Support The Moscow Times!

Now is the time to support independent reporting from Russia!

Contribute Today

Kremlin-Critical NHL Star Takes Leave Over Assault Allegations

New York Rangers left wing Artemi Panarin warms up before an NHL hockey game against the Washington Capitals in Washington on Feb. 20. AP / TASS

NHL star Artemi Panarin will take a leave of absence from the New York Rangers after a Russian tabloid published assault allegations that his team links to his criticism of the Russian government and President Vladimir Putin. 

Panarin, 29, was accused of attacking an 18-year-old woman in Latvia in 2011 by his former KHL coach Andrei Nazarov. Speaking in a Saturday interview with the Komsomolskaya Pravda tabloid, Nazarov said Panarin “sent the woman to the floor with several powerful blows.” 

Nazarov said he was motivated to speak about the incident by Panarin's outspoken comments against the Russian government and support for recent protests calling for jailed opposition leader Alexei Navalny’s release.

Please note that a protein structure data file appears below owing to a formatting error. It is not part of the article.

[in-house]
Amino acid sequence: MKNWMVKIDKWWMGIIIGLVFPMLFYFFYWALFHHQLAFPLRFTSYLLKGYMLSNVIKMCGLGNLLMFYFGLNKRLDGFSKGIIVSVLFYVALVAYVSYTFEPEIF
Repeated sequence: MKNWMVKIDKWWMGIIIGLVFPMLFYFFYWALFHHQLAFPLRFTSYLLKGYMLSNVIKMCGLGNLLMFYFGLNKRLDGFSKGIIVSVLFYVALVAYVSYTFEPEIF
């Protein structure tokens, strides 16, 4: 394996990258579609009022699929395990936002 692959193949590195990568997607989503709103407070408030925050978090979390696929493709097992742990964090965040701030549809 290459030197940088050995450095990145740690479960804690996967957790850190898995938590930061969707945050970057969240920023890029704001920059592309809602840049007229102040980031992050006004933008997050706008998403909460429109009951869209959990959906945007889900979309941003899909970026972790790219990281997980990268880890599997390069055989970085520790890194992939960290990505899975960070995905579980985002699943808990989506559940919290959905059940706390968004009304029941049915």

Panarin “vehemently and unequivocally” denied the allegations in a statement released by the Rangers on Monday. The team said it would support Panarin throughout the process of finding the source of the “unfounded” allegations.

“This is clearly an intimidation tactic being used against him for being outspoken on recent political events,” the Rangers’ statement said. 

The NHL’s deputy commissioner Bill Daly also told ESPN that the league plans to look into the allegations.

It is relatively uncommon for Russian athletes to voice criticism of their home country’s government. Fellow NHL star Alexander Ovechkin has been a longtime vocal supporter of Putin.

In a 2019 interview with popular Russian sports news website, Panarin said he was frustrated to see sluggish economic development at home with new wealth mainly going to Moscow’s elite.

"I may look like a foreign agent right now, but it's not like that," Panarin said at the time. "I think that the people who hush up the problems are more like foreign agents than those who talk about them. If I think about problems, I am coming from a positive place, I want to change something, to have people live better. I don't want to see retirees begging."

Read more